Patient care and technology are top priority at Hoag Memorial Hospital Presbyterian in Newport Beach, Calif.

d08a.jpg (13983 bytes)Ocean communities comprise half of the California hospital’s catchment area.

Staff at Hoag Memorial Hospital Presbyterian in Newport Beach, Calif, put out fires of a medical sort every day, but in late October 2003 they found themselves facing the real thing as brush fires raged near the Southern California coast. As smoke hung low over much of the region, respiratory therapists were ready for emergency care unit patients who needed treatment for exposure to dust and ash.

The acute care hospital handles 10 times as many outpatients as inpatients each year and offers a full range of health care services. The quality of its facilities and services has been recognized locally, where it is consistently voted best in consumer choice polls and newspaper surveys, and nationally in evaluations by healthcare industry organizations.“Because 50% of our catchment area is ocean communities, we must offer continuing excellence to draw in patients from a large region,” says Robert Braithwaite, vice president for operations. Hoag Hospital has four specialty centers, six freestanding health centers for primary and urgent care, and the Family Care Centers Medical Group, which comprises five facilities that are open 7 days per week. The hospital itself has grown to 409 beds, from 75 beds when it opened in 1952. The staff includes 925 doctors and 65 respiratory therapists.

Outreach and Education
The fact that Hoag Memorial Hospital Presbyterian is one of a few remaining nonprofit hospitals in the county presents distinct challenges as well as advantages in terms of healthcare delivery. “The hospital is driven not just by requirements or expectations but also by its commitment to serve the community, based upon patients’ needs rather than their ability to pay for healthcare,” explains Braithwaite.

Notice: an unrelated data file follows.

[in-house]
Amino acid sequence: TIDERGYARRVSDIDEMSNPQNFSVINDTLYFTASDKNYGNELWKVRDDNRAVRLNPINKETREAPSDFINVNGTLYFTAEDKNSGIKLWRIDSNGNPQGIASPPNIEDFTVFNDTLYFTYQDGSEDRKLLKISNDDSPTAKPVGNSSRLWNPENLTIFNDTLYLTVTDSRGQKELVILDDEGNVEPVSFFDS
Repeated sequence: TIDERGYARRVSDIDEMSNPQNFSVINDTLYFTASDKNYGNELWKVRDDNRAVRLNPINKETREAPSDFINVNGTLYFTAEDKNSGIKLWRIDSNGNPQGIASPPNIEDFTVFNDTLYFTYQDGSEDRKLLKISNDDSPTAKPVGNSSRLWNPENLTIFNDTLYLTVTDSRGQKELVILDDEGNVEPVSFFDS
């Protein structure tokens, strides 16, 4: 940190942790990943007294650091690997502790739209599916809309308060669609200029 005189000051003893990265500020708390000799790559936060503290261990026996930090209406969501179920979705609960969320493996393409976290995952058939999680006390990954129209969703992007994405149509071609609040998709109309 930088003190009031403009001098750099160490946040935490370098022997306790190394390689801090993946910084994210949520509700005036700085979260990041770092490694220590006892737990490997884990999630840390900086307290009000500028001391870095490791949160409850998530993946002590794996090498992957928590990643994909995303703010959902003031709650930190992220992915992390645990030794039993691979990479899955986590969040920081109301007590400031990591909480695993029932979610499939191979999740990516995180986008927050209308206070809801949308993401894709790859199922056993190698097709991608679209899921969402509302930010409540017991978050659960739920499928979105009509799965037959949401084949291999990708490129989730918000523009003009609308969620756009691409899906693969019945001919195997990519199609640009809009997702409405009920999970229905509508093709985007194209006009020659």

The hospital funds a freestanding clinic a few miles away, where primary care is offered for the uninsured. Hoag also funds a program in which pulmonary department personnel visit local schools to teach students about asthma, and, through its affiliation with a community college, the department helps train respiratory care students. “We spend a lot of time and resources on outreach programs, as a basic component of our commitment to providing healthcare to the entire community,” says Braithwaite.

The respiratory therapists recently designed an educational conference entitled Advances in Respiratory Care 2003, a first for the pulmonary department and so well received (more than 100 RTs and nurses from Hoag and other area hospitals attended) that the department hopes to make it an annual event.

The respiratory therapists at Hoag Hospital play a vital role in the protocols of the medical-surgical and four critical care units, as well as the emergency care unit, to which one therapist is assigned each day. “The services of the respiratory therapists are some of the most essential in the hospital,” confirms Braithwaite, who adds that they “are woven into the fabric of patient care” at Hoag.

“Our pulmonary rehab program has been in operation for 28 years,” explains Michael Gonzales, RRT, director of the pulmonary department. “This service is a huge benefit for those with lung disease, to help them function at a better level. In addition, we offer inpatient and outpatient bronchoscopy, and our pulmonary lab stays quite busy with regular testing and specialized tests for asthma and lung disease.”

To ensure maximum flexibility among the respiratory care staff, therapists undergo cross-training in every area; thus, for example, a therapist might be as comfortable in an adult intensive care unit (ICU) as in the neonatal ICU. “We have a good combination of veterans, with more than 10 years of experience in the field, and new therapists with 1 or 2 years of experience,” notes Gonzales.

“It’s a great balance of experience and fresh enthusiasm,” says educational supervisor Kerman Rogers, BS, RRT. “And with our preceptor program, new therapists are paired with mentors who stay with them through each phase of orientation. This helps them build rapport and makes the transition into the department easier. We’ve used this strategy for about a year, and it has worked out well.”